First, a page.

Other Bills

Other bills may include utilities (which most likely won’t change much), transportation, and fuel costs. Some expenses may decrease, such as transportation costs since you may not need to commute to and from work. Auto insurance costs may fall, too, if you’re not traveling as many miles. On average, all households spend about $10,742 on transportation costs each year. This drops to $7,492 per year in older households.


Do you plan to increase your contributions to charities? Perhaps you’ll eat out more often now that you have the time to enjoy a luxurious meal. New hobbies may change what you’re spending, too.

Financial protection in retirement and beyond

Life insurance is one cost not to overlook as you’re thinking about annual retirement expenses. You can buy term life insurance coverage from Fidelity Life for about $1 a day, and it can provide a big financial cushion later if needed.

At this point in your life, your term plan may be coming to an end. If that’s the case, it’s time to think about new options based on your goals.

  • Extend term life: Some policies may allow you to renew on an annual basis. This can be a good way to go if you just need coverage for a few more years to take care of short-term needs, like paying for your child’s college tuition.
  • Buy a new term policy: If you think you’ll need coverage for several more years – but not forever – you may be able to purchase a new term life insurance policy. Term life is often available up to age 70 and is more affordable than permanent life. It can help cover the unpaid balance on your mortgage, for example, or help with medical costs after you pass away.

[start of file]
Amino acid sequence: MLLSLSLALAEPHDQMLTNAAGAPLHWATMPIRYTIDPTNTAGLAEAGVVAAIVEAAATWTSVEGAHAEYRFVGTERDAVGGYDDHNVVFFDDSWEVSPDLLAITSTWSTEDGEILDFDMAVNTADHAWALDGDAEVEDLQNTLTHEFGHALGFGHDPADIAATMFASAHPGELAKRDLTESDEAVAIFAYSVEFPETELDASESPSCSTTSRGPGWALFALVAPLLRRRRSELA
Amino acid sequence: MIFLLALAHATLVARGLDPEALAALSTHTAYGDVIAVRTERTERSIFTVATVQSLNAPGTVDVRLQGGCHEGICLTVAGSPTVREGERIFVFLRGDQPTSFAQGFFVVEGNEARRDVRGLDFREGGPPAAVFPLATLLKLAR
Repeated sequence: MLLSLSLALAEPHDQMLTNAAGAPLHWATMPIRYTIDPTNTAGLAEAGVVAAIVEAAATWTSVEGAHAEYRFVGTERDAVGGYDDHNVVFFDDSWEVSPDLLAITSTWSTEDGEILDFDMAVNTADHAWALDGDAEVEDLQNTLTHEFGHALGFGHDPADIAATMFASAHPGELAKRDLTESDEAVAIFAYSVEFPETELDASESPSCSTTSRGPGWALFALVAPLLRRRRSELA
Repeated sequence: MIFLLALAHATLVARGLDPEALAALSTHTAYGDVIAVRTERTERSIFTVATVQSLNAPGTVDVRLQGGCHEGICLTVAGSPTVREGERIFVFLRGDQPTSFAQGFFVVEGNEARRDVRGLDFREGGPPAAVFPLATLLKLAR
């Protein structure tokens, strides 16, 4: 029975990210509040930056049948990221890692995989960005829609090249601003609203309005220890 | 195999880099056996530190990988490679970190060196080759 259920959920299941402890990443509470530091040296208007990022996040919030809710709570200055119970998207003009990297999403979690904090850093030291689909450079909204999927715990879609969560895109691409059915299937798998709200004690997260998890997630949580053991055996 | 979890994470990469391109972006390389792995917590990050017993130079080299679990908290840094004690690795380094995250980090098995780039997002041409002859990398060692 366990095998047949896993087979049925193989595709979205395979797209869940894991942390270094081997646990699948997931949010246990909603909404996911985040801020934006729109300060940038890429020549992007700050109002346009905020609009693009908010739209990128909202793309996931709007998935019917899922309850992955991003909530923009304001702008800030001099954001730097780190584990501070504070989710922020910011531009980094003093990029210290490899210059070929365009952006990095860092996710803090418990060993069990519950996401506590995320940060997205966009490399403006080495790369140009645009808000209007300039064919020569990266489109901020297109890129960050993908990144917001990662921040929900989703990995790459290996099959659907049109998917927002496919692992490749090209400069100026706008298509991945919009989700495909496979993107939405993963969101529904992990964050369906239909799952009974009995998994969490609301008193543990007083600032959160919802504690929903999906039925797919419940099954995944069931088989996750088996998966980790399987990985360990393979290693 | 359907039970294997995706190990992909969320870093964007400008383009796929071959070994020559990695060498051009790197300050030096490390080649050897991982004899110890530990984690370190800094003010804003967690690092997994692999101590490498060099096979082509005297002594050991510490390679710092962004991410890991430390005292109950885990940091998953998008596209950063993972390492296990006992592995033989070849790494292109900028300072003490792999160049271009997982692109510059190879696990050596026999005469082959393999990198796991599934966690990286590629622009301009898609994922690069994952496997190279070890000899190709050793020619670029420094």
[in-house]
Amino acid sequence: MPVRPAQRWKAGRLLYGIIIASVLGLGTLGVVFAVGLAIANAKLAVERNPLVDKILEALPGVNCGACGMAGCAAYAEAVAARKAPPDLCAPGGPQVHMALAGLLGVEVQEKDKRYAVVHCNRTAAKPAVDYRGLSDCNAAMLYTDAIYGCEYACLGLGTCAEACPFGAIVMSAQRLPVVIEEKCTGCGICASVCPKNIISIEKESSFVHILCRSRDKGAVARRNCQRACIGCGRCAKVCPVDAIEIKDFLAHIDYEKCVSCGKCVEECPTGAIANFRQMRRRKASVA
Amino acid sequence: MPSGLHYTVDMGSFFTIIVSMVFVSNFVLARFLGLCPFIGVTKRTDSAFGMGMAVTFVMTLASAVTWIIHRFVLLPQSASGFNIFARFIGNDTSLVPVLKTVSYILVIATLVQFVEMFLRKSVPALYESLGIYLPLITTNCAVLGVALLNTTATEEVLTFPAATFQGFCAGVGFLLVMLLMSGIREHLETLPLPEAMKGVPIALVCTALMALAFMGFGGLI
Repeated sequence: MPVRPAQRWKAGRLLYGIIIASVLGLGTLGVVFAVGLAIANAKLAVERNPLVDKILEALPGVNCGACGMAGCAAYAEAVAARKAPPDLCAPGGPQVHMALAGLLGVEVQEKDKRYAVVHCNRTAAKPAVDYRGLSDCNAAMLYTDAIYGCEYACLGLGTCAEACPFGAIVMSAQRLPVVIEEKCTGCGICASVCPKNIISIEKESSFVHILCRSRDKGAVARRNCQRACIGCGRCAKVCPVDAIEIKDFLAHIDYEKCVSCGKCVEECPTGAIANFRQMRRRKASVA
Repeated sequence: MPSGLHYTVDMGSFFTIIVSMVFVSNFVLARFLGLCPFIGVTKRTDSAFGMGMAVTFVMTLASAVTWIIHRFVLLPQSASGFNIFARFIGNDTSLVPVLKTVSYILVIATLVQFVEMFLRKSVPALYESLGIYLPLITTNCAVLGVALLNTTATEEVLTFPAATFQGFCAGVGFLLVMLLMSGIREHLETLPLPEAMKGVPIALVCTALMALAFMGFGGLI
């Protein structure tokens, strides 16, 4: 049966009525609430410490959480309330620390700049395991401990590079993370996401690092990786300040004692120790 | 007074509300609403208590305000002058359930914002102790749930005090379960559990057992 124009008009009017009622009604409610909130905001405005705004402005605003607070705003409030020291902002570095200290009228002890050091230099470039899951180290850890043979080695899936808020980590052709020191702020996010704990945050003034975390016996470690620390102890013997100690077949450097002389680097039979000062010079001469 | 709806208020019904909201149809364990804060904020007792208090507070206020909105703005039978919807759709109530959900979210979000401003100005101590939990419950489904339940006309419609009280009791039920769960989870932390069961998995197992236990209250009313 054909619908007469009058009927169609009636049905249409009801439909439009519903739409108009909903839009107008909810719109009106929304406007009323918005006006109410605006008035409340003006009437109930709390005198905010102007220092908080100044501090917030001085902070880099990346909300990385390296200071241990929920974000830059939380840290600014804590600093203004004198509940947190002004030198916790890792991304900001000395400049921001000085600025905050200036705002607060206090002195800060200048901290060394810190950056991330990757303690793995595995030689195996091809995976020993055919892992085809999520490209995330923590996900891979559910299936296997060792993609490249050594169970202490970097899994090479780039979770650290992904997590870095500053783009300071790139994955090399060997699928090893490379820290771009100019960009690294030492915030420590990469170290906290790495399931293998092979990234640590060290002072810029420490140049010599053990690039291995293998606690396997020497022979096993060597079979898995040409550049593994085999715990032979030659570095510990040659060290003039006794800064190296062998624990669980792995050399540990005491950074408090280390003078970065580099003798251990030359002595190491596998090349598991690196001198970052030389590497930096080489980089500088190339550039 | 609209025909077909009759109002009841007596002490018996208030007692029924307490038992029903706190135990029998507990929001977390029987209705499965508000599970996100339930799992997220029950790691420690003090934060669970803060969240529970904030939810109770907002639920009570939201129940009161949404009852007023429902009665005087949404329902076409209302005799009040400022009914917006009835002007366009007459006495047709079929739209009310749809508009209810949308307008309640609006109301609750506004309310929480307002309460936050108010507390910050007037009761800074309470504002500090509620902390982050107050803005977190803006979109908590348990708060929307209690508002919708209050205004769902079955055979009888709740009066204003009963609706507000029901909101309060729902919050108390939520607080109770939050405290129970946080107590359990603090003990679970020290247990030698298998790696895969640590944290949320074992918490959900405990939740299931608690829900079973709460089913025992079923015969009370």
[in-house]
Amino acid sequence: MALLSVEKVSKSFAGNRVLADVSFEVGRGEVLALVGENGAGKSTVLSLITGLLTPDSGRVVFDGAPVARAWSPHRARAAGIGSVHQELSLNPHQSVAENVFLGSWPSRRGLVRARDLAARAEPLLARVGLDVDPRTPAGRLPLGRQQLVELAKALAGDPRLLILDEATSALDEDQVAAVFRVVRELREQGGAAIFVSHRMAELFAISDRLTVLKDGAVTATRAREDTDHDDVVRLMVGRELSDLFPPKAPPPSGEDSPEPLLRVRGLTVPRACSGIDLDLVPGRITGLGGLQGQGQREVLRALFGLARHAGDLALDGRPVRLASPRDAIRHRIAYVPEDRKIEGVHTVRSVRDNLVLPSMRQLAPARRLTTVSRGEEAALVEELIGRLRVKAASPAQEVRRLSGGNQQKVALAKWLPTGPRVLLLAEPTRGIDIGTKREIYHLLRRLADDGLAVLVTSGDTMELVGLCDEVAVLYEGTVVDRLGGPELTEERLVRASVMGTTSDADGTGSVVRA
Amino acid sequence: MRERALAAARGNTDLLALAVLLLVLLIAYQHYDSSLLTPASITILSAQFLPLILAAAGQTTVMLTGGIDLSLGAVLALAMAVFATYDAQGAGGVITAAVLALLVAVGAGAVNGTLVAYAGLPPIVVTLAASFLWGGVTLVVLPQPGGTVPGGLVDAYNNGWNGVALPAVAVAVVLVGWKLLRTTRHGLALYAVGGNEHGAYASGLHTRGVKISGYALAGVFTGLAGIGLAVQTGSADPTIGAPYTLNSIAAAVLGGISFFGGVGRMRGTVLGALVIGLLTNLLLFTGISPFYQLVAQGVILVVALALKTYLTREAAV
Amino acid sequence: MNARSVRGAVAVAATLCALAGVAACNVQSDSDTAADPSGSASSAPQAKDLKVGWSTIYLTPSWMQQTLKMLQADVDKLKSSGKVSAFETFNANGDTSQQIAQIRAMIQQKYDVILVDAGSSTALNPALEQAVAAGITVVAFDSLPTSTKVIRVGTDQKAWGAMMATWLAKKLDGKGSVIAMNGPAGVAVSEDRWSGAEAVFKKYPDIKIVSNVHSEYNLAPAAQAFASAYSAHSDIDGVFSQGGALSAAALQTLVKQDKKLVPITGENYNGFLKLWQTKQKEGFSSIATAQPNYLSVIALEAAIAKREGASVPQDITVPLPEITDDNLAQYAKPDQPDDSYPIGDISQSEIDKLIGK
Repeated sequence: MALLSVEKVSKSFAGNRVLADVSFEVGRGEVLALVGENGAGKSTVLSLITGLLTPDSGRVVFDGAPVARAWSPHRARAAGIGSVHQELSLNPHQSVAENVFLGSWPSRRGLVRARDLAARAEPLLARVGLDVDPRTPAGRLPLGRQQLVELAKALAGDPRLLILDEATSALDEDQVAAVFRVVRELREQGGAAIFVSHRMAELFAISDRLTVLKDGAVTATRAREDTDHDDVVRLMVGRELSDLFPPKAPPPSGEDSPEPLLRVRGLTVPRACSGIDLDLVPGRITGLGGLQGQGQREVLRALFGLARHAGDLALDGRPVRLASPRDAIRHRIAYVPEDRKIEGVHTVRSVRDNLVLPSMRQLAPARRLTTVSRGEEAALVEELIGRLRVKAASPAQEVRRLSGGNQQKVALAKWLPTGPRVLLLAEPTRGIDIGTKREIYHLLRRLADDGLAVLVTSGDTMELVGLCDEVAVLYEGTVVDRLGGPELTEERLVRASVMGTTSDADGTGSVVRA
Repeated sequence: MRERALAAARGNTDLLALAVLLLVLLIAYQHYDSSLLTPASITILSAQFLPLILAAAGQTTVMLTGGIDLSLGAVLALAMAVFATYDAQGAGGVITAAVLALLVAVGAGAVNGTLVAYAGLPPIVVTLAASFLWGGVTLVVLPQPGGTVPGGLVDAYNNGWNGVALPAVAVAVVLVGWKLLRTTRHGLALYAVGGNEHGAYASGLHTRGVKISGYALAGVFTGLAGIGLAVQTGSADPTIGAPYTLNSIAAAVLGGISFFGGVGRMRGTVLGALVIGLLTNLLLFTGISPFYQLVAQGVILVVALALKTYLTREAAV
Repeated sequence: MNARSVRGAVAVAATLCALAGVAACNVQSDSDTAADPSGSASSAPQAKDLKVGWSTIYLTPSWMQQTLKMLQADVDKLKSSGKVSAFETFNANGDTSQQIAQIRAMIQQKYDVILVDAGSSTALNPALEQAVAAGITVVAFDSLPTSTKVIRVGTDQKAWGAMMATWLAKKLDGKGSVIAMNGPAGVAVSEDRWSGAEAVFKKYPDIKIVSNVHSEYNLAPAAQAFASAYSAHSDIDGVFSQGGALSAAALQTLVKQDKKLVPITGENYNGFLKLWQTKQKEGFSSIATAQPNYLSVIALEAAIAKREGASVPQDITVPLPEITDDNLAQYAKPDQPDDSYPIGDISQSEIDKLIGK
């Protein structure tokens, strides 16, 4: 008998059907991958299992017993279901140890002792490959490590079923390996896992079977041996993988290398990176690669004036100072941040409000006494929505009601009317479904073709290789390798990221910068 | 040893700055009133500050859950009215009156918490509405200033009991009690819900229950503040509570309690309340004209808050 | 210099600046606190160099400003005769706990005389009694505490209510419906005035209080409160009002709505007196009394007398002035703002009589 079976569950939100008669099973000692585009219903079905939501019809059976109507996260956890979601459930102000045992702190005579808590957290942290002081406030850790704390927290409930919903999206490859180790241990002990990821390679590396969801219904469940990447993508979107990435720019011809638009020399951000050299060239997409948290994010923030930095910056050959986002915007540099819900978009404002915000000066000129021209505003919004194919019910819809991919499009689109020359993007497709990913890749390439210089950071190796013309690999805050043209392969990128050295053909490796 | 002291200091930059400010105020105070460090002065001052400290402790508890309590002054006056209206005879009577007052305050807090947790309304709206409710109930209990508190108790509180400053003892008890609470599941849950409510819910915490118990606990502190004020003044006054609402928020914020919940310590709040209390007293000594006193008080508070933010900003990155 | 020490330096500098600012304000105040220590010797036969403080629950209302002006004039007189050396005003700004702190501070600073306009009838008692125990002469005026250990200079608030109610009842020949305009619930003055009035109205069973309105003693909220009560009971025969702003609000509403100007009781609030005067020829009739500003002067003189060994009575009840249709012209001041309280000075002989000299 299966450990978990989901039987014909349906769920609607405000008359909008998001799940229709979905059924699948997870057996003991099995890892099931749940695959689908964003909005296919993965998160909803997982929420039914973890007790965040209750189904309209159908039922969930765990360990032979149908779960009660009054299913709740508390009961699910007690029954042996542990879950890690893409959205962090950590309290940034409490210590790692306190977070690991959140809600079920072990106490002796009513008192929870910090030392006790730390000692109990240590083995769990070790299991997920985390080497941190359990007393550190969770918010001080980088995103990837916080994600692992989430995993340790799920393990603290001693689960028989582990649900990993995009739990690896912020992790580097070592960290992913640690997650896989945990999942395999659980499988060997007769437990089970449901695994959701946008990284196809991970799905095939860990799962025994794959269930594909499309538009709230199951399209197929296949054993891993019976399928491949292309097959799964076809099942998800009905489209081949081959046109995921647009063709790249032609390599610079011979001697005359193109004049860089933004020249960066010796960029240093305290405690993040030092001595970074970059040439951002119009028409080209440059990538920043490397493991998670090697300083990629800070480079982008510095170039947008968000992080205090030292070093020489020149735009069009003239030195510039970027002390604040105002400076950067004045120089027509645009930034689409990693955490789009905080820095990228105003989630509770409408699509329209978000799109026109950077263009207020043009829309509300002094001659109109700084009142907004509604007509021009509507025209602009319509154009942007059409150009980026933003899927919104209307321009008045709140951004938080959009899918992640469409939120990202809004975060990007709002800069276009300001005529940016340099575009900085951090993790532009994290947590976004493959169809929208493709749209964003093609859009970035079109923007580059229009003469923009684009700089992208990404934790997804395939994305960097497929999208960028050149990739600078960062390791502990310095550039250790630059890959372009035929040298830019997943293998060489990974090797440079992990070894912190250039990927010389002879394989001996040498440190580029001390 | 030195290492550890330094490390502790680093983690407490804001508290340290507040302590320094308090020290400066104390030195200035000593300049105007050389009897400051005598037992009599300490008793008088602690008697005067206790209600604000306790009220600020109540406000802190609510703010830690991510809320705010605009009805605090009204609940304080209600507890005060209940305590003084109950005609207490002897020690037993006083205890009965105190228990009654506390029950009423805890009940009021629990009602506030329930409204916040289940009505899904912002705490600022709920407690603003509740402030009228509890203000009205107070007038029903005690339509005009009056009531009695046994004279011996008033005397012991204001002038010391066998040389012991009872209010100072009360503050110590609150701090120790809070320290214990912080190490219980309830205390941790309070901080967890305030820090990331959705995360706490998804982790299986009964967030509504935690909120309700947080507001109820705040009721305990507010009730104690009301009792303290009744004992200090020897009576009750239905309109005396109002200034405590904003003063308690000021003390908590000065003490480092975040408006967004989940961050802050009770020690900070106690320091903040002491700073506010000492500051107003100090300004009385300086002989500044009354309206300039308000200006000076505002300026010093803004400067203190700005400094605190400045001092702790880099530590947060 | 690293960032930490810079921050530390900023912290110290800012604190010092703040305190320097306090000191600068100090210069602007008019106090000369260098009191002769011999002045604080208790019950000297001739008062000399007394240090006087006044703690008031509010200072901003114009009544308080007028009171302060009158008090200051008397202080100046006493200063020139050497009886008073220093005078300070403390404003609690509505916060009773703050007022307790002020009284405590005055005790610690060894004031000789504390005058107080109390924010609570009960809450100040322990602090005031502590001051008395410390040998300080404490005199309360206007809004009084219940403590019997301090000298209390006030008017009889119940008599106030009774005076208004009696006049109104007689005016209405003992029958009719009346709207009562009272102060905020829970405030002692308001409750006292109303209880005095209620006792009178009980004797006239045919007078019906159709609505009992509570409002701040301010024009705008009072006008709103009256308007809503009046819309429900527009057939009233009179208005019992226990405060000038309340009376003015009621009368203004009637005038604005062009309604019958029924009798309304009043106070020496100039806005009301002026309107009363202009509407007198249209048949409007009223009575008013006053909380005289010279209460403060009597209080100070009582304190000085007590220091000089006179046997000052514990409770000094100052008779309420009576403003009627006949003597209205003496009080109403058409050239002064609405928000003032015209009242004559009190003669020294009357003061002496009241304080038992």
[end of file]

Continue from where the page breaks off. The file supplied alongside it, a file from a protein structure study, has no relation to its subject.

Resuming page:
• Final expense insurance: This policy is ideal for people over the age of 50 who want a guaranteed payout at the time of death. The coverage amounts are lower than traditional term or permanent plans, which helps to keep the premiums affordable. It can give your family the financial support they need to cover funeral expenses and other immediate costs after death.

Life changes during retirement, but that’s part of the joy. Knowing what to expect financially can help you live more fully, with fewer worries, during this special time of life.

Still have questions?

Fidelity Life is here to help. Get in touch with us or start your online quote today.

At Fidelity Life, our goal is to make life insurance simple, affordable, and understandable for everyday families. This content is intended for educational purposes only. Each post is carefully fact-checked, reviewed, and updated regularly to ensure the information is as relevant as possible.

Citations — 4 sources

  1. 1. USA Today https://www.usatoday.com/story/money/2020/08/17/what-it-costs-to-retire-comfortably-in-every-state/42209705/
  1. 2. Harvard's Joint Center for Housing Study https://www.jchs.harvard.edu/sites/default/files/reports/files/Harvard_JCHS_Housing_Americas_Older_Adults_2019.pdf
  1. 3. HealthView Services Whitepaper https://www.prnewswire.com/news-releases/why-health-needs-to-be-part-of-retirement-planning-new-healthview-services-white-paper-300880937.html
  1. 4. MoneyTalksNews.com https://www.moneytalksnews.com/heres-the-true-cost-of-living-in-retirement-and-it-aint-cheap/